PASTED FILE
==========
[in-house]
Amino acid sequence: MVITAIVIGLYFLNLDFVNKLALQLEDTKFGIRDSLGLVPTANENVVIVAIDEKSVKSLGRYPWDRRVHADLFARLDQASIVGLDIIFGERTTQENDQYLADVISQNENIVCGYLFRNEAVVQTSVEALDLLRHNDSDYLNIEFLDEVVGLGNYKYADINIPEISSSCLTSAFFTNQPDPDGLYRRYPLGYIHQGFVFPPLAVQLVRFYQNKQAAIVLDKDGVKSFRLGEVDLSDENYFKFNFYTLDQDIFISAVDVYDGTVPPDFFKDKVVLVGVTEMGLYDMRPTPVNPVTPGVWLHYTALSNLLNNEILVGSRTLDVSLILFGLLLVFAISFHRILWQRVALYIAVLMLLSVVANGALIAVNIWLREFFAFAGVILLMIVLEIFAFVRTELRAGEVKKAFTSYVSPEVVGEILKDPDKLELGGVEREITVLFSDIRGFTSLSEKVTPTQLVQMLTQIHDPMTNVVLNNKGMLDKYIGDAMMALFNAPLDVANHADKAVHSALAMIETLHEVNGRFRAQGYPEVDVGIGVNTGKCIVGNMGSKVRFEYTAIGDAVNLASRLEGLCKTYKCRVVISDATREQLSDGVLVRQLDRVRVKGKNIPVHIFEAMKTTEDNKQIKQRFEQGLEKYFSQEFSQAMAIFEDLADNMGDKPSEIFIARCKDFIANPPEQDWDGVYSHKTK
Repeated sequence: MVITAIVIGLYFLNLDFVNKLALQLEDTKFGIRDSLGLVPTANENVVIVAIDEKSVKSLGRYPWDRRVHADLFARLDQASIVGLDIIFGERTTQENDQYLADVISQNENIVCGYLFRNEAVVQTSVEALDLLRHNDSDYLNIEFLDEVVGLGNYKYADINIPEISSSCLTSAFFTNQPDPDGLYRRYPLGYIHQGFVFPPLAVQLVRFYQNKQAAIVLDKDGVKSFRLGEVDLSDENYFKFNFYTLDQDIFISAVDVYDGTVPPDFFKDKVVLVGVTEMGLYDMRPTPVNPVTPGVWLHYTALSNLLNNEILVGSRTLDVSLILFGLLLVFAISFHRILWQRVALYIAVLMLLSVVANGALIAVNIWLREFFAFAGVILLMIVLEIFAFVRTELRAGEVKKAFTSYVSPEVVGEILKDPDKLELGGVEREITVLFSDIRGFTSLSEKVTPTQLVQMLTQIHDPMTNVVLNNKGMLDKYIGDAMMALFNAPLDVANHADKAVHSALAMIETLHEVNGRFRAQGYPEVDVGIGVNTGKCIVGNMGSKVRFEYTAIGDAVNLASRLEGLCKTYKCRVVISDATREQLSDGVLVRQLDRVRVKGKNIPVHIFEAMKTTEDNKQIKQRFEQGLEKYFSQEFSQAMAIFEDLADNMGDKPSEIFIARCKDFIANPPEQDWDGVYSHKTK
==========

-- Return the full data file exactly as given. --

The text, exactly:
[in-house]
Amino acid sequence: MVITAIVIGLYFLNLDFVNKLALQLEDTKFGIRDSLGLVPTANENVVIVAIDEKSVKSLGRYPWDRRVHADLFARLDQASIVGLDIIFGERTTQENDQYLADVISQNENIVCGYLFRNEAVVQTSVEALDLLRHNDSDYLNIEFLDEVVGLGNYKYADINIPEISSSCLTSAFFTNQPDPDGLYRRYPLGYIHQGFVFPPLAVQLVRFYQNKQAAIVLDKDGVKSFRLGEVDLSDENYFKFNFYTLDQDIFISAVDVYDGTVPPDFFKDKVVLVGVTEMGLYDMRPTPVNPVTPGVWLHYTALSNLLNNEILVGSRTLDVSLILFGLLLVFAISFHRILWQRVALYIAVLMLLSVVANGALIAVNIWLREFFAFAGVILLMIVLEIFAFVRTELRAGEVKKAFTSYVSPEVVGEILKDPDKLELGGVEREITVLFSDIRGFTSLSEKVTPTQLVQMLTQIHDPMTNVVLNNKGMLDKYIGDAMMALFNAPLDVANHADKAVHSALAMIETLHEVNGRFRAQGYPEVDVGIGVNTGKCIVGNMGSKVRFEYTAIGDAVNLASRLEGLCKTYKCRVVISDATREQLSDGVLVRQLDRVRVKGKNIPVHIFEAMKTTEDNKQIKQRFEQGLEKYFSQEFSQAMAIFEDLADNMGDKPSEIFIARCKDFIANPPEQDWDGVYSHKTK
Repeated sequence: MVITAIVIGLYFLNLDFVNKLALQLEDTKFGIRDSLGLVPTANENVVIVAIDEKSVKSLGRYPWDRRVHADLFARLDQASIVGLDIIFGERTTQENDQYLADVISQNENIVCGYLFRNEAVVQTSVEALDLLRHNDSDYLNIEFLDEVVGLGNYKYADINIPEISSSCLTSAFFTNQPDPDGLYRRYPLGYIHQGFVFPPLAVQLVRFYQNKQAAIVLDKDGVKSFRLGEVDLSDENYFKFNFYTLDQDIFISAVDVYDGTVPPDFFKDKVVLVGVTEMGLYDMRPTPVNPVTPGVWLHYTALSNLLNNEILVGSRTLDVSLILFGLLLVFAISFHRILWQRVALYIAVLMLLSVVANGALIAVNIWLREFFAFAGVILLMIVLEIFAFVRTELRAGEVKKAFTSYVSPEVVGEILKDPDKLELGGVEREITVLFSDIRGFTSLSEKVTPTQLVQMLTQIHDPMTNVVLNNKGMLDKYIGDAMMALFNAPLDVANHADKAVHSALAMIETLHEVNGRFRAQGYPEVDVGIGVNTGKCIVGNMGSKVRFEYTAIGDAVNLASRLEGLCKTYKCRVVISDATREQLSDGVLVRQLDRVRVKGKNIPVHIFEAMKTTEDNKQIKQRFEQGLEKYFSQEFSQAMAIFEDLADNMGDKPSEIFIARCKDFIANPPEQDWDGVYSHKTK